New Civil War Museum Recalls and Evokes Old Divisions and Passions (VA)

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In some parts of the country, the Civil War is still being fought.

And perhaps nowhere are the aftershocks and viewpoints as evident as in Richmond, where a new museum is attempting to tell the history of the war from three angles. That would be: the Union, the African American and the Confederate.

The American Civil War Center, which opens today, argues that each of the three had distinct ideas about freedom -- and few would challenge that. Its inaugural 10,000-square-foot exhibition, "In the Cause of Liberty," suggests that in this complicated story there were more lines crossed than the military ones. Each side was passionate. Each found justification for its goals in the Declaration of Independence and the Constitution. Each suffered many casualties.

"There are three big ideas -- the War for Home, the War for Union and the War for Freedom. Some of these concepts bumped into one another, creating more tensions. What we are trying to do is model a discussion, rather than shouting about the points of view," says H. Alexander Wise Jr., the museum president who is a former state historical preservation officer for Virginia and the descendant of a Confederate general. The museum is run by a private foundation based in Richmond.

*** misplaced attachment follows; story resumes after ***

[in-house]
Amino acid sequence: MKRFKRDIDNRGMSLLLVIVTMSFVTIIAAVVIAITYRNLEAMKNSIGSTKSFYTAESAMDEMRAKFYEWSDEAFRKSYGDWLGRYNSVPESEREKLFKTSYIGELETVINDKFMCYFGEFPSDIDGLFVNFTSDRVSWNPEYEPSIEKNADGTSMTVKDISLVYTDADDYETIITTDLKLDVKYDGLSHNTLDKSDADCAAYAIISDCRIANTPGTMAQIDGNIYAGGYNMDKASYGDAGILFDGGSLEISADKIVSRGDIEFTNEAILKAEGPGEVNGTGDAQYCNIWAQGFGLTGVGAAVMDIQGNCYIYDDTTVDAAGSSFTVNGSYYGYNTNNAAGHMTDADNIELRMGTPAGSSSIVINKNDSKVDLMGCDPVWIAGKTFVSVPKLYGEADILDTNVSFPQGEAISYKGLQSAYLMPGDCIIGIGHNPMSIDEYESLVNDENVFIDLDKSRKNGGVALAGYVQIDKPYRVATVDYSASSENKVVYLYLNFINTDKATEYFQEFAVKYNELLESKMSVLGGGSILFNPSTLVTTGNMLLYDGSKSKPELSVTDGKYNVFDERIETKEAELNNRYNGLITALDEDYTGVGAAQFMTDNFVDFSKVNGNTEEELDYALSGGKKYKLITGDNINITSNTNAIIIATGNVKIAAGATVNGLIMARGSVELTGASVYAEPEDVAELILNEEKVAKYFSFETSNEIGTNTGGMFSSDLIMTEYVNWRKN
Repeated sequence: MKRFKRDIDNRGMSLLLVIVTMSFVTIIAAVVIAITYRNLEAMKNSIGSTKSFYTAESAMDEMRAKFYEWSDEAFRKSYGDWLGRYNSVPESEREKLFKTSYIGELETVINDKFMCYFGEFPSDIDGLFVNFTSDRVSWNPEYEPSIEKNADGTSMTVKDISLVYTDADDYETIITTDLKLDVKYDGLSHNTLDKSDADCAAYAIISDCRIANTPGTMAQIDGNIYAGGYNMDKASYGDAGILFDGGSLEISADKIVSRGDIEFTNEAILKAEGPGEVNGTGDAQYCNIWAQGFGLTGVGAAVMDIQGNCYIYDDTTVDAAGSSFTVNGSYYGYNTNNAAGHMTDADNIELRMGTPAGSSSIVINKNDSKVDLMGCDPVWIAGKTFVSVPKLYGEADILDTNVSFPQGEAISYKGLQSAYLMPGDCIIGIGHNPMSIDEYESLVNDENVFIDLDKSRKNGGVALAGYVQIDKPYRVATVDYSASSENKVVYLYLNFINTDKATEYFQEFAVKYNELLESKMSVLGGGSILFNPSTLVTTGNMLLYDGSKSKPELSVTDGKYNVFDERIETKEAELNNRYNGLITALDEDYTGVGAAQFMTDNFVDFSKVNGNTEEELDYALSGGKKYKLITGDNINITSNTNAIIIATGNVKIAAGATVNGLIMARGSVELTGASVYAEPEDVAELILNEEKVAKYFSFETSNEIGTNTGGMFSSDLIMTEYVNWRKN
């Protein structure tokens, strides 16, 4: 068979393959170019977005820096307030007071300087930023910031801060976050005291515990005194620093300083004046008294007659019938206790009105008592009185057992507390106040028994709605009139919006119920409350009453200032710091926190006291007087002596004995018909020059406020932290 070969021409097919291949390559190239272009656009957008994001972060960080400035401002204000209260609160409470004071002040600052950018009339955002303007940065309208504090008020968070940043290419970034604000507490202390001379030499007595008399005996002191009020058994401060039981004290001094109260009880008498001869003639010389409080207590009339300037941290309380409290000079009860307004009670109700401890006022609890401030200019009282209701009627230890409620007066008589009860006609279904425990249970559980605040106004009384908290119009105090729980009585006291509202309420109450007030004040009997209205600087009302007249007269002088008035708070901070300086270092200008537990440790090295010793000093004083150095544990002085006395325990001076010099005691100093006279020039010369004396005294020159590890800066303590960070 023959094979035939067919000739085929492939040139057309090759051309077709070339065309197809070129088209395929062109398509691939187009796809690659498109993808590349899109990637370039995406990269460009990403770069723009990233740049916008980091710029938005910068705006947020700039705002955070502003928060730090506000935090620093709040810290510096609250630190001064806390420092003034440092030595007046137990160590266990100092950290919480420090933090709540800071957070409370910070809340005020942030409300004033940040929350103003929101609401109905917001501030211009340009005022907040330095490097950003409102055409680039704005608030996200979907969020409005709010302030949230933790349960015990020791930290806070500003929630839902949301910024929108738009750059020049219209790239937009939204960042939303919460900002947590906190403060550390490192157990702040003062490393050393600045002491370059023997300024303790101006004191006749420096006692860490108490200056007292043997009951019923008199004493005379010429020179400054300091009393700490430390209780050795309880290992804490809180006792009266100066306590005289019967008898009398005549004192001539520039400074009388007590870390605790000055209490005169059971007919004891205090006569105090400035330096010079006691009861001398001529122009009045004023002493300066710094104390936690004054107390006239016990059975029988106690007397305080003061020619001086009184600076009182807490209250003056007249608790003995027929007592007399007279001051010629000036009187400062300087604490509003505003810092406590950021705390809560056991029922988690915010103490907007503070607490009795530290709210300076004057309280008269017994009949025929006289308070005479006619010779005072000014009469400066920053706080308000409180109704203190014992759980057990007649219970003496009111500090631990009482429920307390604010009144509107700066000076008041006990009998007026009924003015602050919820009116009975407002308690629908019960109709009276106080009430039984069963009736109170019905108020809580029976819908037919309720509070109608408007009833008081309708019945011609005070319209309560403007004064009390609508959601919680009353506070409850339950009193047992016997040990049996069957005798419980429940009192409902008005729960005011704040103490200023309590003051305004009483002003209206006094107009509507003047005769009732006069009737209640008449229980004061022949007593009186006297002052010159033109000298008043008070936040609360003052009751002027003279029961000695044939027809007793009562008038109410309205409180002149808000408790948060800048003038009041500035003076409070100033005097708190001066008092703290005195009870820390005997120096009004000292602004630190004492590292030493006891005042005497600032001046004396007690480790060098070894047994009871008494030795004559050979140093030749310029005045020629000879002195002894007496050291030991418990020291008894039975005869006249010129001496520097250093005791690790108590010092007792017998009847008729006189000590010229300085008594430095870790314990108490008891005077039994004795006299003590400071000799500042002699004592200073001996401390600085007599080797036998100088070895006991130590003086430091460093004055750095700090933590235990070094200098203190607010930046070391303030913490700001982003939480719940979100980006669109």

The reaction of African Americans to the concepts ranges from outrage to open-mindedness.

"This is ridiculous. Number one, it puts villains on the same plane as American heroes, Lincoln and Douglass," says Raymond Boone, former editor of the Richmond Afro-American newspaper. "When you start celebrating the Confederacy, you are talking about terrorists. It is normal to celebrate a just cause. It is abnormal to celebrate a losing and unjust cause."

John Fleming, the vice president for museums of the Cincinnati Museum Center and the president of the Association for the Study of African American Life and History, was recruited as an adviser. He praises the center for putting the African American story on center stage and says he learned a lot about the Confederacy. "I never came to agree with their goals for war because their goals would have kept black people in slavery. I came to understand why they fought for home and liberty, as they understood it. That was a big jump on my part," he says.

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